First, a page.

Tight metal binding by humic acids and its role in biomineralization†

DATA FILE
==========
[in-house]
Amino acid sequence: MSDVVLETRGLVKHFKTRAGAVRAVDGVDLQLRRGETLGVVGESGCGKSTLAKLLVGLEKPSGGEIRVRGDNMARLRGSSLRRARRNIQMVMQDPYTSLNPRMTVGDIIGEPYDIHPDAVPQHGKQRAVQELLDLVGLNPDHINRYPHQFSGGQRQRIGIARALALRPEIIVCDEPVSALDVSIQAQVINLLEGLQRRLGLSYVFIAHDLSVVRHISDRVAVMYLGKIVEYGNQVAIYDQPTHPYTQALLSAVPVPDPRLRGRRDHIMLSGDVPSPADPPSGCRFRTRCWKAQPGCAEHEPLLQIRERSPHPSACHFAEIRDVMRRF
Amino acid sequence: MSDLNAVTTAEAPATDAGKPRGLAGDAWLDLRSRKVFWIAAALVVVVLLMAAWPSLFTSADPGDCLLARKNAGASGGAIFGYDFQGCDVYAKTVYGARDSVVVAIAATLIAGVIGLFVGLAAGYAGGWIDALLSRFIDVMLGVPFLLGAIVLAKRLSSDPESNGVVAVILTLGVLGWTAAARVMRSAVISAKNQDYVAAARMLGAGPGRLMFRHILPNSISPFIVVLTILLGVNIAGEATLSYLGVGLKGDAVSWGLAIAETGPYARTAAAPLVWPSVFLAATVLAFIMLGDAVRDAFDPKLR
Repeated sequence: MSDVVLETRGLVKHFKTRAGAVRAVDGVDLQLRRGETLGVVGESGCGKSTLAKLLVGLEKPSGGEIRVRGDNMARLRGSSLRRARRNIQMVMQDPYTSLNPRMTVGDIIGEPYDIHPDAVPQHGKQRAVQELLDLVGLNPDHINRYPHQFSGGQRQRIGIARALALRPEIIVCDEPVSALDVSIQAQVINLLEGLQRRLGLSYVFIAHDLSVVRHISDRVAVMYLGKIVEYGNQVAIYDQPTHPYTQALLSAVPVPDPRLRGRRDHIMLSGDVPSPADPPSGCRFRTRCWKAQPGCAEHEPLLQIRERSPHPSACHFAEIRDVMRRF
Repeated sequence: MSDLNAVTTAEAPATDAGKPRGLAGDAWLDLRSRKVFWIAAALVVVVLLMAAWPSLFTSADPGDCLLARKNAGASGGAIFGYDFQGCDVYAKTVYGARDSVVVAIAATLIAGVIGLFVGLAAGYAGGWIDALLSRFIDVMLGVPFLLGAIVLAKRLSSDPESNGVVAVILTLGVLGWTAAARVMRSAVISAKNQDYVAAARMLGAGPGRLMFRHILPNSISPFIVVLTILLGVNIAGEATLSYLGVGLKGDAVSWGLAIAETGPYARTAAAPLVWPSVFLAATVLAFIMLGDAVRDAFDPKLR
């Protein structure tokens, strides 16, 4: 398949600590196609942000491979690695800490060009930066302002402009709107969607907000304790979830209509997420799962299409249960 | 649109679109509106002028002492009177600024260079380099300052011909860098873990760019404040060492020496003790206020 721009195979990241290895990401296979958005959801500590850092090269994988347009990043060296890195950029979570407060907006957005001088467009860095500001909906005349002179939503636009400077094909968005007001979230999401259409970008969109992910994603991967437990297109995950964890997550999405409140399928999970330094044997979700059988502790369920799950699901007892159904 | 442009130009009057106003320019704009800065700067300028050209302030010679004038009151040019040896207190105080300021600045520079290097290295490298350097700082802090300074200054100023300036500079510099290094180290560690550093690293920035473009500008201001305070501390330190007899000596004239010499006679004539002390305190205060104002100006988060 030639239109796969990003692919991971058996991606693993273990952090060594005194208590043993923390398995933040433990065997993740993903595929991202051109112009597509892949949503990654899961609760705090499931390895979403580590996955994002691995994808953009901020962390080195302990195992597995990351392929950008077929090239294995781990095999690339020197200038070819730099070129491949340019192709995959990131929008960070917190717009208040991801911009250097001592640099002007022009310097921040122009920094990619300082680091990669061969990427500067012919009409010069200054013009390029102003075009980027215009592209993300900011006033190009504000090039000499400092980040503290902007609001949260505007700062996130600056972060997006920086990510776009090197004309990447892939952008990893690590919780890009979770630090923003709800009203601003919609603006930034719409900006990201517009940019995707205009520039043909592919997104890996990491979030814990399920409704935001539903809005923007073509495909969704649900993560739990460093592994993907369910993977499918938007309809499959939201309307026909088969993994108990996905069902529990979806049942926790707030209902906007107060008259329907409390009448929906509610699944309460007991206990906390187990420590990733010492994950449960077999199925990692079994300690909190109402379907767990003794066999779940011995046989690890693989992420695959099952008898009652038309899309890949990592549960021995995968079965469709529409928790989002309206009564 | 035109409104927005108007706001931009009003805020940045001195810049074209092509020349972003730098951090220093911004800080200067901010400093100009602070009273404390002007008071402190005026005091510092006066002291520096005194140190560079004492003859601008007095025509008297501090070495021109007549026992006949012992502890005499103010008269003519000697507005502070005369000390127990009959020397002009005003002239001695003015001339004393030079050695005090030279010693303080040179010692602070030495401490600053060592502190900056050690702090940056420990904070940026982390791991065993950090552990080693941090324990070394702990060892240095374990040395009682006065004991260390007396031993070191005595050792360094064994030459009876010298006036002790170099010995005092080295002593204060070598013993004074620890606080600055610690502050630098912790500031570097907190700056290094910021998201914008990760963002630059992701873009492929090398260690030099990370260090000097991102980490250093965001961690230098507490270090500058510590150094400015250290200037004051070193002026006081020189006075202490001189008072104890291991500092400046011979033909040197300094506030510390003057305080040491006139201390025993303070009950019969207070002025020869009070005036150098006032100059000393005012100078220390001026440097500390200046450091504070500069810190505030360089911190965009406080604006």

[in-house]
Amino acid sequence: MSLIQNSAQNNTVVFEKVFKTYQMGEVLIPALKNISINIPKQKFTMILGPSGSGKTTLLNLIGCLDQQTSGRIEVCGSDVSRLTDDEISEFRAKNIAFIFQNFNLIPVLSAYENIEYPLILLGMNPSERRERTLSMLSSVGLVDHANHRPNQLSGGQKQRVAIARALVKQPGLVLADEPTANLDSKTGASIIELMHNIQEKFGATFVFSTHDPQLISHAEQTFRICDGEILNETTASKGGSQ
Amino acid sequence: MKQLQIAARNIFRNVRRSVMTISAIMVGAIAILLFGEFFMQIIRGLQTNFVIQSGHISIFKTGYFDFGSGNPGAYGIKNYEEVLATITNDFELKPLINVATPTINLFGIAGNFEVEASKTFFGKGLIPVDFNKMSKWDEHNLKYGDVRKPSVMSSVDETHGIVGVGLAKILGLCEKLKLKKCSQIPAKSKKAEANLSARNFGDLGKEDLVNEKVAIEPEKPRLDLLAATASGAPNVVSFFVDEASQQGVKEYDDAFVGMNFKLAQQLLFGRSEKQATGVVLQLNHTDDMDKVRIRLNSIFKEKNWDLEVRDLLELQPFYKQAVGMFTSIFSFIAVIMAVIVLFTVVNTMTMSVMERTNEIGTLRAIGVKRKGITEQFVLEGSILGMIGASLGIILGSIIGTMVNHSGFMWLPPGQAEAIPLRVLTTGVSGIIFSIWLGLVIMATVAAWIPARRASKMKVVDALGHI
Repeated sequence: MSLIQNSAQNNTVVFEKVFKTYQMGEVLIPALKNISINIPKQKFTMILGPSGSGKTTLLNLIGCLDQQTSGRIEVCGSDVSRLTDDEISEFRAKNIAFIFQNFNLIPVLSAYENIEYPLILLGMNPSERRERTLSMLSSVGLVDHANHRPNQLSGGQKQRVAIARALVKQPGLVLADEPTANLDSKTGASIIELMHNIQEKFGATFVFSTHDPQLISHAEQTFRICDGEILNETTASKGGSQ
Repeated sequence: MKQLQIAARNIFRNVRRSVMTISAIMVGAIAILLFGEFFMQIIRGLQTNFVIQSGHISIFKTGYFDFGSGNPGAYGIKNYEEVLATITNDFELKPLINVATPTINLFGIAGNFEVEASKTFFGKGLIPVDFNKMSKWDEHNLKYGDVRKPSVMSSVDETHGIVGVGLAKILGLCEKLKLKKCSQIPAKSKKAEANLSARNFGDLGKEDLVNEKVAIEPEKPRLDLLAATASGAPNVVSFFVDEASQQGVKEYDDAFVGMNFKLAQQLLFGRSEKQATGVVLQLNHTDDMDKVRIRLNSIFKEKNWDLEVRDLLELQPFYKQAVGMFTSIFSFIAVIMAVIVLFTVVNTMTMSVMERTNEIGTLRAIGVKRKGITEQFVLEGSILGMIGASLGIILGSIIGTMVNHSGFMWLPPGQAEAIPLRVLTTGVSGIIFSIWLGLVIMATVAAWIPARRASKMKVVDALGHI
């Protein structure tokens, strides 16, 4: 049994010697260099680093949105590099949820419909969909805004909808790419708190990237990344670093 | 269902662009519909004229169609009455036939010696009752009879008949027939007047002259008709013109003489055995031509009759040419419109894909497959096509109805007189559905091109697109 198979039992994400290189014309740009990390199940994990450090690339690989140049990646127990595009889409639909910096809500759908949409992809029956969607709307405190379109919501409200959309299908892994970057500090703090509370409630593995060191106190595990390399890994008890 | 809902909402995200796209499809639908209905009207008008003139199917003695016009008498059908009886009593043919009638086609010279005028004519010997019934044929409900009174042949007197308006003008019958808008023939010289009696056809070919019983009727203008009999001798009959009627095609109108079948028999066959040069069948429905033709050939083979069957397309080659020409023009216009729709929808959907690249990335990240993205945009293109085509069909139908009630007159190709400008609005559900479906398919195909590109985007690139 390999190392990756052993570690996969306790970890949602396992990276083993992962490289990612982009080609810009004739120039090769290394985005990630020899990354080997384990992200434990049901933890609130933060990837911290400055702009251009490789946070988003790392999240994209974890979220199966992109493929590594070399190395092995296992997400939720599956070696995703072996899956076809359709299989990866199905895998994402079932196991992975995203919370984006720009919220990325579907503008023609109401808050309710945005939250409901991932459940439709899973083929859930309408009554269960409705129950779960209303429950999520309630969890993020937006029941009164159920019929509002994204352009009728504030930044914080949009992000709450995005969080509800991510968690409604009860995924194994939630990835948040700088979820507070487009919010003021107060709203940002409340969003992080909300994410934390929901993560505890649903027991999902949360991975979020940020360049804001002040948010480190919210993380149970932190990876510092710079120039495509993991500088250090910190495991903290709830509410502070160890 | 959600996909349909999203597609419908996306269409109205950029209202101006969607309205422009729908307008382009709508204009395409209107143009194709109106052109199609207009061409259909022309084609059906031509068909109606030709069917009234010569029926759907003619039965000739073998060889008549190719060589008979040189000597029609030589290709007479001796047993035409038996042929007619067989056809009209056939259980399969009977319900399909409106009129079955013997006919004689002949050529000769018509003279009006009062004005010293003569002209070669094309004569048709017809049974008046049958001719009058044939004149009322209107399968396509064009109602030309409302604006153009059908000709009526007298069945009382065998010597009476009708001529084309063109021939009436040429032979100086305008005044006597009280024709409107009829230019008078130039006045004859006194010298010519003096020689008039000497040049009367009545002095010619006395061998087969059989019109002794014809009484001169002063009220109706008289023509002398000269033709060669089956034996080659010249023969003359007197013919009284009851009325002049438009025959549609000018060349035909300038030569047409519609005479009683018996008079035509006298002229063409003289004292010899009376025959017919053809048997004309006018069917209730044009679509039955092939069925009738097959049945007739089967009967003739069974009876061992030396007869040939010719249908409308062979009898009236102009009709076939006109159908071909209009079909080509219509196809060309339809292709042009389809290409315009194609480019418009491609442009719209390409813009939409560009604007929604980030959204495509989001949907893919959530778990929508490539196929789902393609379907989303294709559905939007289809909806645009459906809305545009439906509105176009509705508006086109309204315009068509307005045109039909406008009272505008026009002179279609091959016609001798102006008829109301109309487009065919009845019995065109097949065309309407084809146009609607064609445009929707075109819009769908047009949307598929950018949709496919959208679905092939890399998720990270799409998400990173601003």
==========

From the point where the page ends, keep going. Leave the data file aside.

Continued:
Analytical and thermodynamic data, EPR, FTIR, solution 1H and solid-state 13C cross polarization magic angle spinning NMR and solid-state extended X-ray absorption fine structure (EXAFS) and X-ray absorption near-edge structure (XANES) spectra have been recorded for purified humic acids (HAs) isolated from a German peat (GHA), an Irish peat (IHA), an unpolluted New Hampshire bog soil (NHA) and their tightly bound copper(II), iron(III) and manganese(II) forms. Brief water washing of partly or fully metal-loaded HAs leaves ‘tightly’ bound metal in the isolated freeze-dried solids. Most of this metal is removed by washing with 0.1 M HCl, indicating acidic HA functional groups as principal metal binding sites. The number of nearest-neighbour atoms co-ordinated to tightly bound CuII (four), FeIII (six, probably with distorted geometry) and MnII (six, undistorted) in solid GHA, IHA and NHA were determined by XANES and EXAFS spectroscopy with reference standards. Isotherms measured at 20.0 °C and pH 2.4–3.2 with [M]total = 0.18–25.8 mM for tight, reversible Cu2+(aq), Fe3+(aq), and Mn2+(aq) binding by solid IHA and NHA fit the Langmuir model and give the pH-independent stoichiometric site capacities νi and equilibrium constants Ki for metal binding at specific HA sites i = A, B and C. Tight binding sites A, B and C of IHA are occupied by CuII, sites A and B by FeIII and site A by MnII, while only identical metal binding site A in NHA is tight enough to resist metal removal by brief water washing. A new helical HA molecular model based on the empirical formula C36H30N2O15·xH2O visualizes metal binding and the likely roles of HAs in biomineralization. Site A is suggested to be carboxylate, mixed ligands probably constitute site B, and site C is tentatively assigned as the interior of the HA helix. Binding free energies and EPR evidence suggest that Cu2+(aq), Fe3+(aq) and Mn2+(aq) rapidly transfer between specific HA binding sites. This affects rates of metal release and transfer to minerals.